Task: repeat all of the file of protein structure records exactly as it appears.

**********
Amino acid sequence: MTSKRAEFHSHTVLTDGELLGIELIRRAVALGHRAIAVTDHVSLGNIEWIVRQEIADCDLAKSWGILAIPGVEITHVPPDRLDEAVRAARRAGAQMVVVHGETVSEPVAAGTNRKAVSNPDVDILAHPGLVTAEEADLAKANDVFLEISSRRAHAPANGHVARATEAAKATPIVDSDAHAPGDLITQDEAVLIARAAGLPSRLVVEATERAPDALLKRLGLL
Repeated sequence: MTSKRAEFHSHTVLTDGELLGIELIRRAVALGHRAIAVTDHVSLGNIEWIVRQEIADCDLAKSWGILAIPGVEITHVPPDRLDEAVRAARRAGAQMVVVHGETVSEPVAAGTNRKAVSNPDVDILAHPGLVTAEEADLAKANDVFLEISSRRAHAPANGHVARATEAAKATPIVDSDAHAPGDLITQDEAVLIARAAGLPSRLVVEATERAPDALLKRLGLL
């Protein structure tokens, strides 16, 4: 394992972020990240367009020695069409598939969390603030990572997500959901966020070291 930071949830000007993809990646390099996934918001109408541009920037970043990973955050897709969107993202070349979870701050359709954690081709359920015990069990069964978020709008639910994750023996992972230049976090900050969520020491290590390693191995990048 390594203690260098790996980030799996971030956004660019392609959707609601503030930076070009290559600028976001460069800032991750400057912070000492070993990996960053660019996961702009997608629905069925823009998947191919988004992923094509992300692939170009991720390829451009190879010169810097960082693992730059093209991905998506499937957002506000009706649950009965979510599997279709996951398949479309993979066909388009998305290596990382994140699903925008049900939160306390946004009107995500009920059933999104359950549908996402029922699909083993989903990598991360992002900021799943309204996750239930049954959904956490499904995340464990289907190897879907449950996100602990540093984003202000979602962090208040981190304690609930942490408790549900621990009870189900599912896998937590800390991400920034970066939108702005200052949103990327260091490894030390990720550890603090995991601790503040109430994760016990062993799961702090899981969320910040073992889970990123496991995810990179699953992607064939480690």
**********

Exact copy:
Amino acid sequence: MTSKRAEFHSHTVLTDGELLGIELIRRAVALGHRAIAVTDHVSLGNIEWIVRQEIADCDLAKSWGILAIPGVEITHVPPDRLDEAVRAARRAGAQMVVVHGETVSEPVAAGTNRKAVSNPDVDILAHPGLVTAEEADLAKANDVFLEISSRRAHAPANGHVARATEAAKATPIVDSDAHAPGDLITQDEAVLIARAAGLPSRLVVEATERAPDALLKRLGLL
Repeated sequence: MTSKRAEFHSHTVLTDGELLGIELIRRAVALGHRAIAVTDHVSLGNIEWIVRQEIADCDLAKSWGILAIPGVEITHVPPDRLDEAVRAARRAGAQMVVVHGETVSEPVAAGTNRKAVSNPDVDILAHPGLVTAEEADLAKANDVFLEISSRRAHAPANGHVARATEAAKATPIVDSDAHAPGDLITQDEAVLIARAAGLPSRLVVEATERAPDALLKRLGLL
């Protein structure tokens, strides 16, 4: 394992972020990240367009020695069409598939969390603030990572997500959901966020070291 930071949830000007993809990646390099996934918001109408541009920037970043990973955050897709969107993202070349979870701050359709954690081709359920015990069990069964978020709008639910994750023996992972230049976090900050969520020491290590390693191995990048 390594203690260098790996980030799996971030956004660019392609959707609601503030930076070009290559600028976001460069800032991750400057912070000492070993990996960053660019996961702009997608629905069925823009998947191919988004992923094509992300692939170009991720390829451009190879010169810097960082693992730059093209991905998506499937957002506000009706649950009965979510599997279709996951398949479309993979066909388009998305290596990382994140699903925008049900939160306390946004009107995500009920059933999104359950549908996402029922699909083993989903990598991360992002900021799943309204996750239930049954959904956490499904995340464990289907190897879907449950996100602990540093984003202000979602962090208040981190304690609930942490408790549900621990009870189900599912896998937590800390991400920034970066939108702005200052949103990327260091490894030390990720550890603090995991601790503040109430994760016990062993799961702090899981969320910040073992889970990123496991995810990179699953992607064939480690």